Wake Leaders Debate Measures to Curb Growth
Posted May 8, 2007 10:43 p.m. EDT
Updated May 8, 2007 11:51 p.m. EDT
Raleigh, N.C. — Wake County leaders are looking for ways to correct the classroom crisis. One suggestion has been to cap the number of people who move into the county, but not everyone agrees that's the solution.
The Raleigh Chamber of Commerce says Wake County is growing by nearly 100 people a day, and the school system expects 8,000 more students in the fall. The school board feels stuck in the middle, so some members are ready to take charge.
“We're facing a crisis of school capacity,” said board member Beverley Clark.
Clark wants to control growth and cited Franklin County, which charges developers to build if schools are overcrowded. The school board will take Clark's resolution and discuss it in committee. Some board members like the idea of taking the initiative, but are cautious in how to proceed.
“One person put it like this: If the roads were overcrowded, we don't try to ban car dealers from selling cars,” said Wake school board member Lori Millberg.
Officials with the Homebuilders Association of Raleigh-Wake County said they’re anxious about an effort to put limits on growth.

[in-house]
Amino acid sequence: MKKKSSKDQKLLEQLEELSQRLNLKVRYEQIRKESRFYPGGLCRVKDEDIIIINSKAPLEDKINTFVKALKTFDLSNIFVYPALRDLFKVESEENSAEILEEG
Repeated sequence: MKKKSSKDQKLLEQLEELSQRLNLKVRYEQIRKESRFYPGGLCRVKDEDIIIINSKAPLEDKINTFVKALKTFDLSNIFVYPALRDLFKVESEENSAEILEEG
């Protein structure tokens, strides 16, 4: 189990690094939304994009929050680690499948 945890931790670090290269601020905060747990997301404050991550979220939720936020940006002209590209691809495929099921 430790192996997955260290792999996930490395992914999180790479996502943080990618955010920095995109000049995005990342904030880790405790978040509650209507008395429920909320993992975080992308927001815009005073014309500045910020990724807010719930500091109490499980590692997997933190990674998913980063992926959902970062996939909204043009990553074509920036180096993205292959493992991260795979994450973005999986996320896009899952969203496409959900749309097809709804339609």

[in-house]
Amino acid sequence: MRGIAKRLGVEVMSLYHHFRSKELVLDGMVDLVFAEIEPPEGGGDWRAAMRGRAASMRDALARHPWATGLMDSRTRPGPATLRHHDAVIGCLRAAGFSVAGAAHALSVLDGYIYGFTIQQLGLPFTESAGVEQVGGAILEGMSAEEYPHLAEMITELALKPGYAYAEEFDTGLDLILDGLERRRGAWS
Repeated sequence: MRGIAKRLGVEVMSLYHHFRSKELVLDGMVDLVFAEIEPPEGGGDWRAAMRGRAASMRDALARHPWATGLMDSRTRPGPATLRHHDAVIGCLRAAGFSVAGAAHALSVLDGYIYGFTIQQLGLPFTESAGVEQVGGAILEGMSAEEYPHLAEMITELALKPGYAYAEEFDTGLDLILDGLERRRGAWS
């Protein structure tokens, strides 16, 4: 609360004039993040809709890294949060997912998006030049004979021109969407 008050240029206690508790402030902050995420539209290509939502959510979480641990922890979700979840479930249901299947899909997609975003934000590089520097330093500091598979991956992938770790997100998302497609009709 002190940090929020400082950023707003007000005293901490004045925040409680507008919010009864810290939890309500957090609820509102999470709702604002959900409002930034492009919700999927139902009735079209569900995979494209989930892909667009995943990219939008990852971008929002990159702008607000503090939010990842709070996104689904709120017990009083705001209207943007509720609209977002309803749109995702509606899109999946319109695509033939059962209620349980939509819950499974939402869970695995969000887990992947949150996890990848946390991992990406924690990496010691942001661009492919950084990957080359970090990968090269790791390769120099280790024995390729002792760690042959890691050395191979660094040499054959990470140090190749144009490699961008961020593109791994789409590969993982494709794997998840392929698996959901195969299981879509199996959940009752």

“What you don't want to happen is government getting into the marketplace,” said group spokesman Tim Minton. “When you put a sign up and say, ‘We don't want you here,’ businesses see that and go other places.”
Across town Tuesday night, there was another meeting with the same tone. A group called "Wake Up Wake County" sponsored a forum at the Cameron Village Regional Library to discuss growth issues.
State lawmakers are considering several bills that would increase revenue to fund infrastructure. Some would allow voters to decide if their counties should have impact fees, higher sales taxes or fees for selling a home.
"A lot of people want to move here," Minton said. "It's an exciting time. Now we have to decide where to go from here."
Wake County isn't the only place feeling the crunch. Chatham County is struggling with the issue of taxing the sale of homes, and the Chapel Hill Town Council is considering a temporary halt on development on the north end of town.